HMS Victorious, one of Britain’s nuclear submarines, which is based at the Royal Navy base in Clyde ANDY BUCHANAN/GETTY IMAGES
Trident nuclear submarine bases could be moved from Scotland to the United States or France in the event of Scottish independence under government contingency plans.
Officials have considered a range of options in the event of a Scottish breakaway, from relocation to securing a long-term lease at their present sites on the west coast of Scotland. A long-term lease would effectively create a British territory within the borders of a separate Scotland, the Financial Times said.
Boris Johnson has repeatedly said that an independence referendum would be “reckless and irresponsible”, with ministers arguing that one should not take place for a generation.
However, the return to power of the governing Scottish National Party in May, with a pledge to ban all nuclear weapons in an independent Scotland, is said to concern Whitehall.
An exercise was undertaken recently concluded that there are three options for the future of the Trident bases following a vote for independence.
The first would involve the submarines being relocated to the Royal Navy’s Devonport base, which experts believe could cost as much as £4 billion.
The second would be to move them to an allied country such as the US. The Treasury is said to favour this as it would be significantly cheaper.
Sign up to receive Red Box, our poke at politics delivered every weekday morning. Sign up now
A third option is to negotiate a new British Overseas Territory within an independent Scotland that would include the Faslane and Coulport bases. This is likened to a “nuclear Gibraltar”.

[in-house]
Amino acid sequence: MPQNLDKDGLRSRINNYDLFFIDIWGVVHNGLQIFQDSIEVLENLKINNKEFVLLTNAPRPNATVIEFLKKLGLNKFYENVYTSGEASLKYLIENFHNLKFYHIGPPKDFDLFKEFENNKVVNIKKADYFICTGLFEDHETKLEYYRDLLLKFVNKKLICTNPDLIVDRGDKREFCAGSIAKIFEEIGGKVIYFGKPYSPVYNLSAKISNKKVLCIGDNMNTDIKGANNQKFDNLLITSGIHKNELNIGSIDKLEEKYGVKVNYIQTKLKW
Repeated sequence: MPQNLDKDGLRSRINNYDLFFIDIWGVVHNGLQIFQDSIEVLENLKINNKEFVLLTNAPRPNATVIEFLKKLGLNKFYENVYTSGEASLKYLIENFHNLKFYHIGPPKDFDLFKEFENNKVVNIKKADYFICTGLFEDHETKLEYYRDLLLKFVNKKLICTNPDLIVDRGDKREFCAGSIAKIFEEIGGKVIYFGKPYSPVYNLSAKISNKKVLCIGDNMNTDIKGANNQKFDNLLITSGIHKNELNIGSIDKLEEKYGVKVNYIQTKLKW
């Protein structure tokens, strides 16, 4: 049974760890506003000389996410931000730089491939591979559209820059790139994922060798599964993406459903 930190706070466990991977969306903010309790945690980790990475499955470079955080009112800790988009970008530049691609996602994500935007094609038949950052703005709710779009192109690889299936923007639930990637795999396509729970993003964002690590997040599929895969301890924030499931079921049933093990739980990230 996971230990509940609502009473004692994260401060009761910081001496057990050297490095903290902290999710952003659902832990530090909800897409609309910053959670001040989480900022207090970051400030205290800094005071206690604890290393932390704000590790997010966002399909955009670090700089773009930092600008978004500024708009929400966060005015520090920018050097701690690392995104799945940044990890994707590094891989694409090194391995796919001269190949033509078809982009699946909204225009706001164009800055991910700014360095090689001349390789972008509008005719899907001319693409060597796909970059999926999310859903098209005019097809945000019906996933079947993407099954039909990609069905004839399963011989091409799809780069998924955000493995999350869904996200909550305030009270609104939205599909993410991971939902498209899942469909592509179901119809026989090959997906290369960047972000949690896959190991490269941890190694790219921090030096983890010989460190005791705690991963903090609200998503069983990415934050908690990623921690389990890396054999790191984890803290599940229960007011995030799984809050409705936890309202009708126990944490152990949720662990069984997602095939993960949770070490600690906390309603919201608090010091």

The Ministry of Defence said: “The UK is strongly committed to maintaining its credible and independent nuclear deterrent at HM Naval Base Clyde, which exists to deter the most extreme threats to the UK and our Nato allies.
“There are no plans to move the nuclear deterrent from HM Naval Base Clyde, which contributes to Scotland’s and the wider UK’s security and economy.” The SNP said that it was “committed to the safe and complete withdrawal of Trident from Scotland”.
Nicola Sturgeon, the first minister, joined the Campaign for Nuclear Disarmament as a teenager. “Like many other Scots, I’ve always been appalled that Britain’s nuclear arsenal has been kept in my backyard,” she wrote in 2019.
Her party is said to be considering plans to remove nuclear weapons from Scottish soil within three years of independence. It is drawing up plans to cushion the economic impact. The Fraser of Allander Institute at Strathclyde University has estimated that the Ministry of Defence employs 4,700 people in Argyll and Bute, accounting for 34 percent of all MoD jobs in Scotland.
A motion backed by four SNP branches, including in Sturgeon’s constituency, says that a future government of an independent Scotland should remove nuclear weapons within three years — in line with the endorsement by all SNP candidates in this year’s Scottish election of the UN treaty on the prohibition of nuclear weapons.